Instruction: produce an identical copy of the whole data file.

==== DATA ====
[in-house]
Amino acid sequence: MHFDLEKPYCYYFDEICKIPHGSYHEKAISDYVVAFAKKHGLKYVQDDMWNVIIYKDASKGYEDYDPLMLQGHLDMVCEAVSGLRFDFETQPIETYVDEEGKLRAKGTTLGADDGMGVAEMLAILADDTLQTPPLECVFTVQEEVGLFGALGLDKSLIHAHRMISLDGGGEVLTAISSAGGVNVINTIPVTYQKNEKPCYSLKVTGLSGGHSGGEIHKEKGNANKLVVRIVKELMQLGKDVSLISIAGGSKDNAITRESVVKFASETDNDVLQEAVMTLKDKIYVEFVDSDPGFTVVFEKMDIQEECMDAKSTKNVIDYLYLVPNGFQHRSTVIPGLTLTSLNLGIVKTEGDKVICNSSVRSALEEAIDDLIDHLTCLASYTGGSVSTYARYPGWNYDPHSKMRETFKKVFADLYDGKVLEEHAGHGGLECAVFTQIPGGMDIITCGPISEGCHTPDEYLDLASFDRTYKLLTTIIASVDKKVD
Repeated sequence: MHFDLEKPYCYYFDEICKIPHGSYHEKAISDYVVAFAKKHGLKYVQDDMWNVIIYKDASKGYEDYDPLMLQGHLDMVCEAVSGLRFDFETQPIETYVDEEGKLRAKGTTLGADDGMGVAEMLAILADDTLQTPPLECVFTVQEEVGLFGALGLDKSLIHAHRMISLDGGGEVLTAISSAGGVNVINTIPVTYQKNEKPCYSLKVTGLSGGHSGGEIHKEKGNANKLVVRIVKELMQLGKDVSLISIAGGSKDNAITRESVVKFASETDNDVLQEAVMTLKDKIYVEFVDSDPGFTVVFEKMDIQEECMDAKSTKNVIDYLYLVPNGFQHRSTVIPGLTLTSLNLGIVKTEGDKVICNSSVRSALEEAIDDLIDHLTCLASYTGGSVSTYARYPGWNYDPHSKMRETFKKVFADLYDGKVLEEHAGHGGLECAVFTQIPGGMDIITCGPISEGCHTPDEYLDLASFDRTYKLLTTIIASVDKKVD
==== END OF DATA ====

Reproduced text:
[in-house]
Amino acid sequence: MHFDLEKPYCYYFDEICKIPHGSYHEKAISDYVVAFAKKHGLKYVQDDMWNVIIYKDASKGYEDYDPLMLQGHLDMVCEAVSGLRFDFETQPIETYVDEEGKLRAKGTTLGADDGMGVAEMLAILADDTLQTPPLECVFTVQEEVGLFGALGLDKSLIHAHRMISLDGGGEVLTAISSAGGVNVINTIPVTYQKNEKPCYSLKVTGLSGGHSGGEIHKEKGNANKLVVRIVKELMQLGKDVSLISIAGGSKDNAITRESVVKFASETDNDVLQEAVMTLKDKIYVEFVDSDPGFTVVFEKMDIQEECMDAKSTKNVIDYLYLVPNGFQHRSTVIPGLTLTSLNLGIVKTEGDKVICNSSVRSALEEAIDDLIDHLTCLASYTGGSVSTYARYPGWNYDPHSKMRETFKKVFADLYDGKVLEEHAGHGGLECAVFTQIPGGMDIITCGPISEGCHTPDEYLDLASFDRTYKLLTTIIASVDKKVD
Repeated sequence: MHFDLEKPYCYYFDEICKIPHGSYHEKAISDYVVAFAKKHGLKYVQDDMWNVIIYKDASKGYEDYDPLMLQGHLDMVCEAVSGLRFDFETQPIETYVDEEGKLRAKGTTLGADDGMGVAEMLAILADDTLQTPPLECVFTVQEEVGLFGALGLDKSLIHAHRMISLDGGGEVLTAISSAGGVNVINTIPVTYQKNEKPCYSLKVTGLSGGHSGGEIHKEKGNANKLVVRIVKELMQLGKDVSLISIAGGSKDNAITRESVVKFASETDNDVLQEAVMTLKDKIYVEFVDSDPGFTVVFEKMDIQEECMDAKSTKNVIDYLYLVPNGFQHRSTVIPGLTLTSLNLGIVKTEGDKVICNSSVRSALEEAIDDLIDHLTCLASYTGGSVSTYARYPGWNYDPHSKMRETFKKVFADLYDGKVLEEHAGHGGLECAVFTQIPGGMDIITCGPISEGCHTPDEYLDLASFDRTYKLLTTIIASVDKKVD